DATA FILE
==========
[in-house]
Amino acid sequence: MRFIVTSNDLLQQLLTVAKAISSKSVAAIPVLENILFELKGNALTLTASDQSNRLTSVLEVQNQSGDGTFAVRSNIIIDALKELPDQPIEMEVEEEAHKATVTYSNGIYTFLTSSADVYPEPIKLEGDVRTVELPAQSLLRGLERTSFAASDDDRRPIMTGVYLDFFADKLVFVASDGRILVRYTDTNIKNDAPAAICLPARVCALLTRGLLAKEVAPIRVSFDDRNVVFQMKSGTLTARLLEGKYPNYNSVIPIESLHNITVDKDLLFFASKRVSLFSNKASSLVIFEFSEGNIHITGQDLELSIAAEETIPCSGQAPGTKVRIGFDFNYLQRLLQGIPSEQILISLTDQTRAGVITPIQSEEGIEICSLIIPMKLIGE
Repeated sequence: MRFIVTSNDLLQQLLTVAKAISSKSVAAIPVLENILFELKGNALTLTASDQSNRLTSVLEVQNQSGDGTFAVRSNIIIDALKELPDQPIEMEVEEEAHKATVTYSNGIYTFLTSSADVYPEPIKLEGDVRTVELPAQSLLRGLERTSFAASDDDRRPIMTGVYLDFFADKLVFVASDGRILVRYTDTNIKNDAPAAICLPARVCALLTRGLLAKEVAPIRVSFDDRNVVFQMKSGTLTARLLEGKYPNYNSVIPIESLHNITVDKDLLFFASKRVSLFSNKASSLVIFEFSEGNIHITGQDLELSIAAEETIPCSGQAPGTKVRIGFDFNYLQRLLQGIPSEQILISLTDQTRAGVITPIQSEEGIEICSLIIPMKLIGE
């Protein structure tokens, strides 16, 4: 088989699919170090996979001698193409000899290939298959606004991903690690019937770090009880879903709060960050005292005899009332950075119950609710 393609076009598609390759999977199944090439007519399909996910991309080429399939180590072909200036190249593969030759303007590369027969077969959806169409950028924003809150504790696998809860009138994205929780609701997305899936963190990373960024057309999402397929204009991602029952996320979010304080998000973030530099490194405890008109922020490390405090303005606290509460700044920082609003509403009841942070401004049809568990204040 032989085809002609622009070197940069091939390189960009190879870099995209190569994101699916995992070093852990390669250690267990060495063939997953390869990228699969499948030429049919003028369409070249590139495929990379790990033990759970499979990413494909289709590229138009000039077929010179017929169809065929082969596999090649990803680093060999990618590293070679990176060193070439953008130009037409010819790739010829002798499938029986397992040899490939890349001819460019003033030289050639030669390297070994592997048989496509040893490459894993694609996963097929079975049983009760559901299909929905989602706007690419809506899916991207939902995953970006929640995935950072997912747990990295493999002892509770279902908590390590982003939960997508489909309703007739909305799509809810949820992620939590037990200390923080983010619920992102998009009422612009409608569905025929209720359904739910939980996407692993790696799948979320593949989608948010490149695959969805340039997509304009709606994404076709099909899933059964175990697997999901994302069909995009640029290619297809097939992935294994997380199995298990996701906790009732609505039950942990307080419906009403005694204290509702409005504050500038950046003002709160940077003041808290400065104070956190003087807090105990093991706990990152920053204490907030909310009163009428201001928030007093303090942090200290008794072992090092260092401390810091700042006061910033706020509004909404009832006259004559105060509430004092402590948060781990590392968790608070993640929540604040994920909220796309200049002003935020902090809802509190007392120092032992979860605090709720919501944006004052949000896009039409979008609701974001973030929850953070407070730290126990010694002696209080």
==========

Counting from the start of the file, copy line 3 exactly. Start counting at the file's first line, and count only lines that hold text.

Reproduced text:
Repeated sequence: MRFIVTSNDLLQQLLTVAKAISSKSVAAIPVLENILFELKGNALTLTASDQSNRLTSVLEVQNQSGDGTFAVRSNIIIDALKELPDQPIEMEVEEEAHKATVTYSNGIYTFLTSSADVYPEPIKLEGDVRTVELPAQSLLRGLERTSFAASDDDRRPIMTGVYLDFFADKLVFVASDGRILVRYTDTNIKNDAPAAICLPARVCALLTRGLLAKEVAPIRVSFDDRNVVFQMKSGTLTARLLEGKYPNYNSVIPIESLHNITVDKDLLFFASKRVSLFSNKASSLVIFEFSEGNIHITGQDLELSIAAEETIPCSGQAPGTKVRIGFDFNYLQRLLQGIPSEQILISLTDQTRAGVITPIQSEEGIEICSLIIPMKLIGE